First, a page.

A more representative picture from apes and human hunter-gather societies might have the male hanging around the mother and new infant for a while and assist in providing food, at least initially. It then will wander off, but remain part of the group. It will remain aware of its offspring and will tend to protect the infant from harm if it can. If the mother can care for the infant without his assistance he will concentrate on his hunting and other group-specific chores. If the mother is having problems he will tend to devote more attention to nurturing responsibilities.

The human male is then left with an equivocal role, and an uncertain behavior pattern—one that is characterized by a complex genetic heritage rather than one determined by a highly selected response. Human males have genetic links to the species capable of infanticide as well as to those capable of a smothering nurturing behavior

"Some primates exhibit very high levels of direct male care, others do so only in emergencies, while still others exhibit no care at all. But the extent of this between-species variation pales when compared with the tremendous variation found within the single species Homo sapiens."

What we arrive at are human males who exhibit a variety of responses towards fathering and nurturing—from complete indifference to compulsive concern. Hrdy refers to this phenomenon as facultative fathering. Rather than the response being hard wired, men’s nurturing tendencies can be elicited by circumstance.

Hrdy reminds us that we must not forget that men also have a shared genetic heritage with the females of the species. Fathers exhibit some of the same physical responses that females undergo during pregnancy and at birth. The responses are at a lower level, but still strong enough to be correlated with changes in behavior.

" as well as women can be physiologically altered by exposures to babies. Prolactin, a hormone commonly associated with brooding behavior in female birds and lactation in mammals, provides a case in point. Prolactin levels in men residing in intimate association with pregnant women or new babies are significantly higher than those in other men. Other hormones linked to maternal sensitivity to infants, such as cortisol, also rise in fathers when they are in contact with pregnant mothers and subsequently with their newborns. On the other hand, testosterone levels fall."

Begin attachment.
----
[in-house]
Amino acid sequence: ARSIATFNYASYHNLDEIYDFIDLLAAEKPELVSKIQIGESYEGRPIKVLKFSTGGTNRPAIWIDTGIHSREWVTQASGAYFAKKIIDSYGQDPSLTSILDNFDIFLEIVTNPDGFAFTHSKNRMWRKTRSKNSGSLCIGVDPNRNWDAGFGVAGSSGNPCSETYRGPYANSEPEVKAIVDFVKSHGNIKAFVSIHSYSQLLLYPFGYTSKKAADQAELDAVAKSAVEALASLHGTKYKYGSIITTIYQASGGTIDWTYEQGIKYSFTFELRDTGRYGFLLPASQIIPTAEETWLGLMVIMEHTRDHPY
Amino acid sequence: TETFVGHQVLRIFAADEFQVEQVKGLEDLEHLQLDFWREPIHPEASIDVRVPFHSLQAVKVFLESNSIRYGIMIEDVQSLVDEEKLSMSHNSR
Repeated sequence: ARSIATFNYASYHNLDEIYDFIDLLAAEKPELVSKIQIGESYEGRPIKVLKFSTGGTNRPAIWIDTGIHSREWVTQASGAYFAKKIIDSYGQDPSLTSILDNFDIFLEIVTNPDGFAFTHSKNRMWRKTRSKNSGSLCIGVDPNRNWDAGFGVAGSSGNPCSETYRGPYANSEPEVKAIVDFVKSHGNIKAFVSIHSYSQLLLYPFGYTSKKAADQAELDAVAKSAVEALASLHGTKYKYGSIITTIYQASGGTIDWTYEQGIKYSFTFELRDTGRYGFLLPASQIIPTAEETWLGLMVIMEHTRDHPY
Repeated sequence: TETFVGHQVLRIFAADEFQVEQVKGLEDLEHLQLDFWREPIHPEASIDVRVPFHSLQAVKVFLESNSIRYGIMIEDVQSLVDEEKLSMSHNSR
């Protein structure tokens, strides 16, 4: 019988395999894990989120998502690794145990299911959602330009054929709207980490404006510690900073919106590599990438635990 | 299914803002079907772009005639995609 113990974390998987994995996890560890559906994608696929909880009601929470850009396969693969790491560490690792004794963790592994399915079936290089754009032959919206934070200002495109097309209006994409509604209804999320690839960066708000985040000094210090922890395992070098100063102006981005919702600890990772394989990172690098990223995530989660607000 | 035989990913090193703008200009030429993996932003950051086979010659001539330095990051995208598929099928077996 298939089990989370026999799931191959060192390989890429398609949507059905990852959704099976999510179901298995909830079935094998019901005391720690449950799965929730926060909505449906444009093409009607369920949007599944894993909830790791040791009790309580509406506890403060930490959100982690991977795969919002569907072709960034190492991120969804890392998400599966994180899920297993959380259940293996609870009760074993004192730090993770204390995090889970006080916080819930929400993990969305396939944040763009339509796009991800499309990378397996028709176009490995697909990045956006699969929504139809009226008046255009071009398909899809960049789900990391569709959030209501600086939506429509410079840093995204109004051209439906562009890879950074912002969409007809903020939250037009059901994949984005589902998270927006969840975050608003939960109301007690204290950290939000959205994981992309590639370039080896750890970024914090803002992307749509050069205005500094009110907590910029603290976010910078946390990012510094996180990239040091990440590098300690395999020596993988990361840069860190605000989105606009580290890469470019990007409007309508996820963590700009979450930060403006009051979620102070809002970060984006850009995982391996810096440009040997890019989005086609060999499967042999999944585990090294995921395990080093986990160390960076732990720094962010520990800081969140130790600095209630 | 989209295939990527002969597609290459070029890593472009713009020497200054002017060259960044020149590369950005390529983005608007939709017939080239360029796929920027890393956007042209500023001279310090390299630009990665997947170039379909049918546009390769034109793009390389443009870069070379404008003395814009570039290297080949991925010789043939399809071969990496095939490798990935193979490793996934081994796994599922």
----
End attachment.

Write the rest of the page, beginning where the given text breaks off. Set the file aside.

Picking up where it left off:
One does not need to be a father to experience these physical responses.

"In one preliminary study....a mere 15 minute of holding an infant could produce measurable increases in a man’s circulating levels of prolactin. Furthermore, such prolactin effects are more pronounced in experienced fathers holding their second-born infant against their chest than in less experienced men, possibly because experienced fathers are presensitized. Such men also hold babies more."

Men’s nurturing responses can then, at least in some cases, be conditioned and enhanced. With all the social problems that arise from broken homes and deadbeat fathers, one has to wonder if society might not be in better shape if we encouraged teenage boys to earn extra money by babysitting, and conversely, pushed our young girls out to do some "bellowing, barking, or roaring."

Evolution has not provided men with the same socializing and nurturing instincts as women. Over the last 10-15,000 years human society has become more patriarchal and more conducive to the darker aspects of male behavior. The nurturing instincts of men may be lost entirely as they become even less associated with survival. Perhaps we can benefit by taking better advantage of the instincts that still exist. If the notion of babysitting teenage boys does not fly, Hrdy has another suggestion involving bottling the emanations of a newborn infant.

"The more responsive to infants men are, the more likely their testosterone will continue to drop with continued childcare. It makes me fantasize about bottling essence of neonate to spray about the rooms of teenage boys."